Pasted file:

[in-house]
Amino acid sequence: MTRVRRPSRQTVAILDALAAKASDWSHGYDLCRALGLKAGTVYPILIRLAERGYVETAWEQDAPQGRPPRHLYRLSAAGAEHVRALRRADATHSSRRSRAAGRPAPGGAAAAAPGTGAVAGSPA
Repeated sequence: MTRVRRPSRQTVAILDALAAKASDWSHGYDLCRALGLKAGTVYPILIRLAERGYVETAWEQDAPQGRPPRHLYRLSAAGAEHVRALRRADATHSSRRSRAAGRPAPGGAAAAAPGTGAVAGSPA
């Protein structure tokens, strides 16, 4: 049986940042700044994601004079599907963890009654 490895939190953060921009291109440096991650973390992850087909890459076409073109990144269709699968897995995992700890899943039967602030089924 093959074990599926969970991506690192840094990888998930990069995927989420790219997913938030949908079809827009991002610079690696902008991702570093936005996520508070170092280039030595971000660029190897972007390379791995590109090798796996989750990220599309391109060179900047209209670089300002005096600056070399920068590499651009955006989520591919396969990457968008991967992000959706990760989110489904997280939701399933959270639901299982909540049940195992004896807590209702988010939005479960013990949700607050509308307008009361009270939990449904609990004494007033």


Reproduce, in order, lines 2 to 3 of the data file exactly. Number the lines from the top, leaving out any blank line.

Amino acid sequence: MTRVRRPSRQTVAILDALAAKASDWSHGYDLCRALGLKAGTVYPILIRLAERGYVETAWEQDAPQGRPPRHLYRLSAAGAEHVRALRRADATHSSRRSRAAGRPAPGGAAAAAPGTGAVAGSPA
Repeated sequence: MTRVRRPSRQTVAILDALAAKASDWSHGYDLCRALGLKAGTVYPILIRLAERGYVETAWEQDAPQGRPPRHLYRLSAAGAEHVRALRRADATHSSRRSRAAGRPAPGGAAAAAPGTGAVAGSPA